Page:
The question hovering over securities markets for months now has been when will the Federal Reserve raise interest rates from the historic low range set during the height of the 2008 financial crisis. But just as important is how those rates will be raised.

Most economists and analysts have been focusing on the internal debate within the Fed – specifically among members of the policy-setting Federal Open Markets Committee – over the timing and trajectory of rate hikes.

The timing has basically been established as mid-2015, although that liftoff date may be moving forward as economic data continues to improve.

Fed Chair Janet Yellen, up until recently a strong advocate for keeping interest rates low for the foreseeable future, has conceded that an array of economic indicators suggest the economy may nearly be strong enough to absorb higher borrowing costs.

“Following the discussions and presentations in Jackson Hole last week, it now looks like more Fed officials are leaning toward signaling that an increase in interest rates is coming, instead of signaling that interest rates are likely to remain low,” said Gary Thayer, chief macro strategist at Wells Fargo Advisors.

“But that does not mean that a rate increase is imminent. Rather, the question becomes how and when the Fed should do this without hurting the economy,” Thayer added.

One method Thayer suggests the Fed might use to better prepare markets for the eventuality of higher rates it to eliminate language that has been included in each of the Fed’s recent statements following its monthly meetings. The statements have all said the Fed intends to keep rates low for “a considerable period” after it winds down its bond purchasing program known as quantitative easing, which is scheduled to be phased out for good in October.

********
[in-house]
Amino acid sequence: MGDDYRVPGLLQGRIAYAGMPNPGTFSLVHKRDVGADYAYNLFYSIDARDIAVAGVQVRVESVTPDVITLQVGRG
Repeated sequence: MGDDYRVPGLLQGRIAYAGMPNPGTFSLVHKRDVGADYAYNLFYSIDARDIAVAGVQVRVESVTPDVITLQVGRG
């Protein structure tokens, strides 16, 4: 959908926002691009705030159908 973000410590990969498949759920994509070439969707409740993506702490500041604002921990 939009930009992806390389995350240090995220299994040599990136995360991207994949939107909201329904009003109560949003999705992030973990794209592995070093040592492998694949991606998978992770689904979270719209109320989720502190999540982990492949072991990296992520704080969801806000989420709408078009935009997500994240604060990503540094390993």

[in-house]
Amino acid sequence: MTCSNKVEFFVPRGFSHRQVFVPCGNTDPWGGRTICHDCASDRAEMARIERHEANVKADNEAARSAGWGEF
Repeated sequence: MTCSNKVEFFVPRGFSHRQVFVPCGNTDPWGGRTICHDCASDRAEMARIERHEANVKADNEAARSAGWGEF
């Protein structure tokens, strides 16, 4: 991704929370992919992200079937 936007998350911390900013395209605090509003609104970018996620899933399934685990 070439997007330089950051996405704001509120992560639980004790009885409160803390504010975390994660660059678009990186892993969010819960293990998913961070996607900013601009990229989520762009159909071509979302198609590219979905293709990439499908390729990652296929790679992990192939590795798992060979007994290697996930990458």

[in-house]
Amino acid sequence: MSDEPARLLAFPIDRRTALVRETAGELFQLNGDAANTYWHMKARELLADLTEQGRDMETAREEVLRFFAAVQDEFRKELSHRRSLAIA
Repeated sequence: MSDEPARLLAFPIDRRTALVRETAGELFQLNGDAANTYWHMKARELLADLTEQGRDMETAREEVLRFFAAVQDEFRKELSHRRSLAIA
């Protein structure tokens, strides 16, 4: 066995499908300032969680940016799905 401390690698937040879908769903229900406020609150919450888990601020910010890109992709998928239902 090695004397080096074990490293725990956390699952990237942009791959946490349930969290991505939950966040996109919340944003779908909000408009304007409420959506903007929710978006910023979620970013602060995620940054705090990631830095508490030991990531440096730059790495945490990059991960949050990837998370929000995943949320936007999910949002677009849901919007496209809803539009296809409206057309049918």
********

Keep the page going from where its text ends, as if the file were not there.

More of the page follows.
That phrase – “a considerable period” – has calmed investors and other market participants who want rates to stay low because they fear higher borrowing costs could cut into corporate profits and put a crimp in the ongoing stock market rally.

Sending a Clear Message

By eliminating the phrase from its next statement in September, the Fed would be sending a clear message to markets that they are considering raising rates sooner rather than later.

Some market watchers – and politicians – have raised concerns that the huge buildup of assets by the Fed through five years of monthly purchases of Treasuries and mortgage-backed securities will eventually lead to runaway inflation. What’s more, these inflation hawks fear that the Fed may not be able to avoid inflation because the central bank has no experience unwinding the stimulus policies of the kind that were unleashed over the last five years.

Standard & Poor’s Chief Global Economist Paul Sheard attempted to ease those fears in a report earlier this month: “As the U.S. Federal Reserve continues its stated process of reducing the amount of its monthly bond purchases, the warnings about impending disaster are growing ever louder. They create the impression among the wider public, and particularly among investors, that central banks have blithely paddled into treacherous waters from which they have no realistic hope of escape,” he wrote.